Richly poetic with a visual splendour and painterly quality that dazzles, 'The Assassin', adapted from a 7th Century Chinese legend is a triumphant return after a seven year absence for the Taiwanese director Hou Hsiao-Hsien and his first foray into the Wuxia genre of period martial arts drama.

10-year-old Nie Yinniang (Qi Shu) was abducted by Jiaxin, (Sheu Fang-yi) a mysterious nun tasked with moulding her into an assassin to target corrupt local governors. Having failed in a task,where compassion kicked in, Nie's given a last chance to redeem herself when she's sent to the remote Weibo region to kill Ji'an (Chang Chen) her cousin and one time love. Reacquainted with her father Nie Feng (Ni Dahong) and the land of her birth and privy to the whirl and intrigue of court life, Nie Yinniang must choose between the man she loves and the righteous path of the the assassin.

'The Assassin' isn't a martial arts blood soaked extravaganza and undoubtedly it's slow and difficult. With patience the reward is a brilliantly choreographed, mesmerisingly hypnotic mix of stunning and extravagant painterly compositions that vibrate in a swirl of colour, images, atmosphere and sound. Opening in black and white Academy ratio, a man on horseback, the swiftness of assassination, a brief glimpse in time and then Nie Yinniang's return to her homeland moving into glorious colour and 1.85:1 ratio and the spectacle and intrigue of court life in the Tang dynasty in 9th century China. There are brief explosions of violence often seen at a distance but this is a film that offers mystery, atmosphere and colour, rather than blood.

Haunting, poetic, mesmeric and rich. A feast for the senses that earned Hou Hsiao-Hsien Best Director at the 2015 Cannes Film Festival.

Released 22nd January

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Director: Eric Barbier. Yvan Attal, Berenice Bejo, Jean-Francois Stevenin. Thriller, Drama. French with English subtitles. France, Luxembourg, Belgium 2014 108 mins. (15) ***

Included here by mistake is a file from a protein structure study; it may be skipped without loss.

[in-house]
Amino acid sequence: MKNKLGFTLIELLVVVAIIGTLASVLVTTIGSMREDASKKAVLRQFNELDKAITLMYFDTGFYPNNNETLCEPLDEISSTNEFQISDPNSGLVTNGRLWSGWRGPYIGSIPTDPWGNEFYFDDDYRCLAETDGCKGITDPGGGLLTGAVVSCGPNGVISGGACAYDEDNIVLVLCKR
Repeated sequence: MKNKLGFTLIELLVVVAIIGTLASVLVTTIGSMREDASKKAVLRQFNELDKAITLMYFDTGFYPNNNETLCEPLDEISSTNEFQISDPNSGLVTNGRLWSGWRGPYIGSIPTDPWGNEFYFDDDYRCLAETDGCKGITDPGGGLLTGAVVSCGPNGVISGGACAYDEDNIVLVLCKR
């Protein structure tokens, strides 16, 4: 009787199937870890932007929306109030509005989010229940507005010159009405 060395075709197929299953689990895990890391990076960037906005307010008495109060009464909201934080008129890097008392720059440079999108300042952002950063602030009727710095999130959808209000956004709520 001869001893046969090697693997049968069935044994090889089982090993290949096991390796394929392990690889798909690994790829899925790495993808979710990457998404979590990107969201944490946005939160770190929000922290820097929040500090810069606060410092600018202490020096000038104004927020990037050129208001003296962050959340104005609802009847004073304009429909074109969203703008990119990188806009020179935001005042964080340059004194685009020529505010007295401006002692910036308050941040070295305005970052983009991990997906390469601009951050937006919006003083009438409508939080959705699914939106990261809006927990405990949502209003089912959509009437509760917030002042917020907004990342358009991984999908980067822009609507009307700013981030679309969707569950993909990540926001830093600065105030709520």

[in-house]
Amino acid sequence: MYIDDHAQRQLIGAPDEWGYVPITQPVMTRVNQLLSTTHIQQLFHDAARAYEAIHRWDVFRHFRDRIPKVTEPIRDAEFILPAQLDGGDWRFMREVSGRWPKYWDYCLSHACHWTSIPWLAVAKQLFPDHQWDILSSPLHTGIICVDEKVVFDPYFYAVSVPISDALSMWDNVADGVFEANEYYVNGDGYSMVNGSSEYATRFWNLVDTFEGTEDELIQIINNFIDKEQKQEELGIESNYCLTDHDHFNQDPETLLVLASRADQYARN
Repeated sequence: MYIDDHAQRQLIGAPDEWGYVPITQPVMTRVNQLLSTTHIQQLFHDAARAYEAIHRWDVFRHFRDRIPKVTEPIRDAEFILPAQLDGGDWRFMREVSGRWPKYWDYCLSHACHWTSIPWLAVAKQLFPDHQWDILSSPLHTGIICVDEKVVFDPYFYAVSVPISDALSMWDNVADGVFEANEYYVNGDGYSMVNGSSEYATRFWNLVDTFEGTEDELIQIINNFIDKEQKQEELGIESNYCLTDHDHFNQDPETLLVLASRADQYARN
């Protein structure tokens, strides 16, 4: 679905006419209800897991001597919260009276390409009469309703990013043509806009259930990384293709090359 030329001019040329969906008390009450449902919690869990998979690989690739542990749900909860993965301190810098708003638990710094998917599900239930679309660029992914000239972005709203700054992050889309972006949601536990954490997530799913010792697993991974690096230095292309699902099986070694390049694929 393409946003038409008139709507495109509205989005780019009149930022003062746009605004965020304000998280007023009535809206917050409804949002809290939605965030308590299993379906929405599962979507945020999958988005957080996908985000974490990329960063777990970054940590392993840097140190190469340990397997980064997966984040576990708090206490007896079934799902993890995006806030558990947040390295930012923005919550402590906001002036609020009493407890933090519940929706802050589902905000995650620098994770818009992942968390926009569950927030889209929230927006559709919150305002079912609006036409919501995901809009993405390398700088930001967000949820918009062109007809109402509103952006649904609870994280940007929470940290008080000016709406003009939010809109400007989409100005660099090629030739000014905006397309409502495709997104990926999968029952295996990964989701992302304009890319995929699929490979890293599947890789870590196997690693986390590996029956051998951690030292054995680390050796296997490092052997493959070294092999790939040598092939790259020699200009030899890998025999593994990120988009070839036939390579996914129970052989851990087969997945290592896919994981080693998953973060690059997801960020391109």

Monmartre, Pigalle, the lingering smell of a Gauloise or Gittane, trench coats, Jean Servais and Jean Gabin, the essence of the 50s French gangster movies. Some may suggest that a gold bullion heist that went wrong in Jacques Becker's 1954 'Honour Among Thieves' with Jean Gabin kicked off the heist movie but it was Jules Dassin's classic 1955 'Rififi' and it's innovative 28 minute safe cracking sequence that established the heist movie, remade as 'Ocean's Eleven' and echoed in 'The Killing' and 'Reservoir Dogs.'

Eric Barbier's stylishly shot, pacey and entertaining 'The Last Diamond' offers a diamond heist bedded in seduction, double cross and murder with an amusing final twist.

Simon's (Yvan Attal) on parole and with his partner Albert (Jean-Francois Stevenin) gets side tracked from the straight-and-narrow by the 'Florentin,' the legendary 137 carat yellow diamond up for auction in Antwerp with a 40 million Euro tag. It may be a risky heist but it's too good to miss. How to get in? Seduce Julia (Berenia Bejo) whose mother's mysterious death still haunts her and who's taken personal charge of the auction.

Placed in the crime-romance mode, it's a bit too clean and needs a whiff of Gauloise menace and the real smell of double-cross to take it out of it's comfortable territory. There's no honour among thieves but the heist's here to stay.

Released 22nd January